Notes on Notes: Vetiver

Welcome to this month’s installment of “Notes on Notes”, a monthly collaboration between this blog and Australian Perfume Junkies! Every month, we pick one fragrance note and write about it, posting on the first Monday of the month — fragrances we like that feature it, what we like or don’t like about it, anything else we know about it, whatever takes our fancy. For February, the note is vetiver.

Notes on Notes logo
Notes on Notes; image by Portia Turbo.

As regular readers here know, another of my longstanding interests is gardening, and I love to learn about plants. Combining that with my interest in fragrance, I’m particularly interested in the use of plant materials in perfumes, and the accords that use various materials, natural and synthetic, to evoke fragrant plants. Vetiver is one of the most important plant materials traditionally used or evoked in fragrances. It is a clumping grass that can grow as high as 5 feet, and just as wide. Originating and still cultivated in India, vetiver is now grown in many other tropical regions, including Haiti, Indonesia, parts of China, and Réunion.

Vetiver is a highly useful plant in addition to the oil extracted from its roots, which is used for fragrance, cosmetics, skincare, aromatherapy, soap, etc. The plant itself is considered to make for excellent erosion control, because of its deep roots, which also penetrate and loosen compacted soil. It mitigates surface water runoff, and is used as a mulch to increase the filtration of water into the soil, reduce evaporation, prevent weeds among various crops, and protect against “splash erosion.” It has anti-bacterial and anti-fungal properties; some countries in Africa have traditionally used its roots to steep in water jars, reducing bacteria growth. Its leaves can be used as animal feed for livestock. On top of all that, dried parts of the plants are used to make fragrant mats and fans, and vetiver grass is used as roof thatch and in making mud bricks.

Vetiver grass; image from Wikipedia

In perfume, the essential oil of vetiver is considered to have excellent fixative properties. Depending on where it is grown, and conditions of soil and climate, the oil can vary widely, from more floral to smoky. Vetiver has been used as a central note in many fragrances, mostly but not only masculine, such as Dior’s Eau Sauvage, Guerlain’s Vétiver, Ormonde Jayne’s Zizan, Lalique’s Encre Noire, and many others. Fragrantica has a wonderful article on vetiver fragrances, by Sergei Borisov, reminding us of the many different perfumes that would smell completely different without vetiver, including floral-green chypres like Chanel No. 19, Jean-Louis Scherrer, and Aromatics Elixir.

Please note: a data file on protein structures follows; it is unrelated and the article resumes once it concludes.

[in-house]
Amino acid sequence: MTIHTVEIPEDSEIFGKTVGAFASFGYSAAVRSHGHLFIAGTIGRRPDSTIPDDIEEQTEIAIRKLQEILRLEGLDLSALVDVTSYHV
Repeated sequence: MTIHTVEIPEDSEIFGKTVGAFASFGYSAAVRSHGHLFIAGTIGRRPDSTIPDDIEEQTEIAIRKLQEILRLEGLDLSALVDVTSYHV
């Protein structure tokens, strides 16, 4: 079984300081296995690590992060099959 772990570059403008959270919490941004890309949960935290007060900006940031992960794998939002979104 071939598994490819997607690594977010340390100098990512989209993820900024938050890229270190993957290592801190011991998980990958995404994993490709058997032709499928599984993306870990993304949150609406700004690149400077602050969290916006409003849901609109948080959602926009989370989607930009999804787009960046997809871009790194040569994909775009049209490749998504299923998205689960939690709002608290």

In preparation for this post, I went to a department store and sampled SO MANY vetiver scents! I also dug into my current collection. The following is a random selection of vetiver-forward fragrances I sampled in the last month, in no particular order.

Vetiver Pamplemousse, by Jo Loves for Zara. One of the most interesting recent collaborations in fragrance is that of the bargain-fashion chain Zara with the niche perfumer Jo Malone and her brand Jo Loves. The collections combine a few simple ingredients or accords, I assume mostly if not entirely synthetic for cost reasons. They are very affordable. One of the first fragrances for this project was Vetiver Pamplemousse, and I think it’s terrific. It is a simple citrusy cologne, grapefruit and mandarin orange accords with a base of vetiver. The grapefruit dominates, especially in the opening, but its bitterness is sweetened by the mandarin orange accord. I love grapefruit in fragrances, so this opening makes me very happy. The vetiver anchors the composition the way vetiver roots can stabilize soil and water. As the citrus notes take a step back, you can smell the vetiver accord adding a green earthiness that ends up being most of what one smells, while the citruses discreetly vanish, leaving behind just a hint of bitter rind. As with her original Jo Malone line (now owned by Estée Lauder), Ms. Malone suggests other scents in the collection to layer with Vetiver Pamplemousse, such as Waterlily Tea Dress and Tubereuse Noire. I think Vetiver Pamplemousse would layer well with any fragrance where one wants a boost of citrus and the grounding of vetiver. And for less than $7 for a 10 ml travel spray, why not try it? If you like it, the larger sizes are equally affordable.